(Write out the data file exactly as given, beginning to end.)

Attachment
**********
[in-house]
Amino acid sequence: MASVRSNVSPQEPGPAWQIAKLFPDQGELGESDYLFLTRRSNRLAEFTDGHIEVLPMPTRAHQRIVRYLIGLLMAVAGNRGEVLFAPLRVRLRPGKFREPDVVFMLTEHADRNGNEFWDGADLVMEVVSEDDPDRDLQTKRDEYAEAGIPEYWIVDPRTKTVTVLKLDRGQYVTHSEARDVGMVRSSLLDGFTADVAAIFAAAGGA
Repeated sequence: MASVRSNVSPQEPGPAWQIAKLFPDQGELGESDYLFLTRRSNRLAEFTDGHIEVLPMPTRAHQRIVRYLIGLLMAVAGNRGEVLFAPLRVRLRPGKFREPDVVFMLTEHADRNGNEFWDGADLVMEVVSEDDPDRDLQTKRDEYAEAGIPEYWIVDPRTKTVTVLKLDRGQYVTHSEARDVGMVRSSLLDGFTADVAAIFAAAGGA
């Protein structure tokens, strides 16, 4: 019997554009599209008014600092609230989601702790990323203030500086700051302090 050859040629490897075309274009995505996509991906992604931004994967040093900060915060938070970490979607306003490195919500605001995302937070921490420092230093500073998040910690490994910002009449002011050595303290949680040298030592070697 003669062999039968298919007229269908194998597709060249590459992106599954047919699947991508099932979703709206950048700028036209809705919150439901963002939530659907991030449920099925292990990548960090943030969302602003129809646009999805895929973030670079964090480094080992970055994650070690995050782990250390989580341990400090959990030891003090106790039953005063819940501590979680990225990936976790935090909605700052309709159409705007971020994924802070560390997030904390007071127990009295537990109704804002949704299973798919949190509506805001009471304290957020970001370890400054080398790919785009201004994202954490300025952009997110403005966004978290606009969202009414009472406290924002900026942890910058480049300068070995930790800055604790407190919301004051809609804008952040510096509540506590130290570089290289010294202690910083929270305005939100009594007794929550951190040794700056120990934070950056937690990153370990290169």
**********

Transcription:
[in-house]
Amino acid sequence: MASVRSNVSPQEPGPAWQIAKLFPDQGELGESDYLFLTRRSNRLAEFTDGHIEVLPMPTRAHQRIVRYLIGLLMAVAGNRGEVLFAPLRVRLRPGKFREPDVVFMLTEHADRNGNEFWDGADLVMEVVSEDDPDRDLQTKRDEYAEAGIPEYWIVDPRTKTVTVLKLDRGQYVTHSEARDVGMVRSSLLDGFTADVAAIFAAAGGA
Repeated sequence: MASVRSNVSPQEPGPAWQIAKLFPDQGELGESDYLFLTRRSNRLAEFTDGHIEVLPMPTRAHQRIVRYLIGLLMAVAGNRGEVLFAPLRVRLRPGKFREPDVVFMLTEHADRNGNEFWDGADLVMEVVSEDDPDRDLQTKRDEYAEAGIPEYWIVDPRTKTVTVLKLDRGQYVTHSEARDVGMVRSSLLDGFTADVAAIFAAAGGA
């Protein structure tokens, strides 16, 4: 019997554009599209008014600092609230989601702790990323203030500086700051302090 050859040629490897075309274009995505996509991906992604931004994967040093900060915060938070970490979607306003490195919500605001995302937070921490420092230093500073998040910690490994910002009449002011050595303290949680040298030592070697 003669062999039968298919007229269908194998597709060249590459992106599954047919699947991508099932979703709206950048700028036209809705919150439901963002939530659907991030449920099925292990990548960090943030969302602003129809646009999805895929973030670079964090480094080992970055994650070690995050782990250390989580341990400090959990030891003090106790039953005063819940501590979680990225990936976790935090909605700052309709159409705007971020994924802070560390997030904390007071127990009295537990109704804002949704299973798919949190509506805001009471304290957020970001370890400054080398790919785009201004994202954490300025952009997110403005966004978290606009969202009414009472406290924002900026942890910058480049300068070995930790800055604790407190919301004051809609804008952040510096509540506590130290570089290289010294202690910083929270305005939100009594007794929550951190040794700056120990934070950056937690990153370990290169």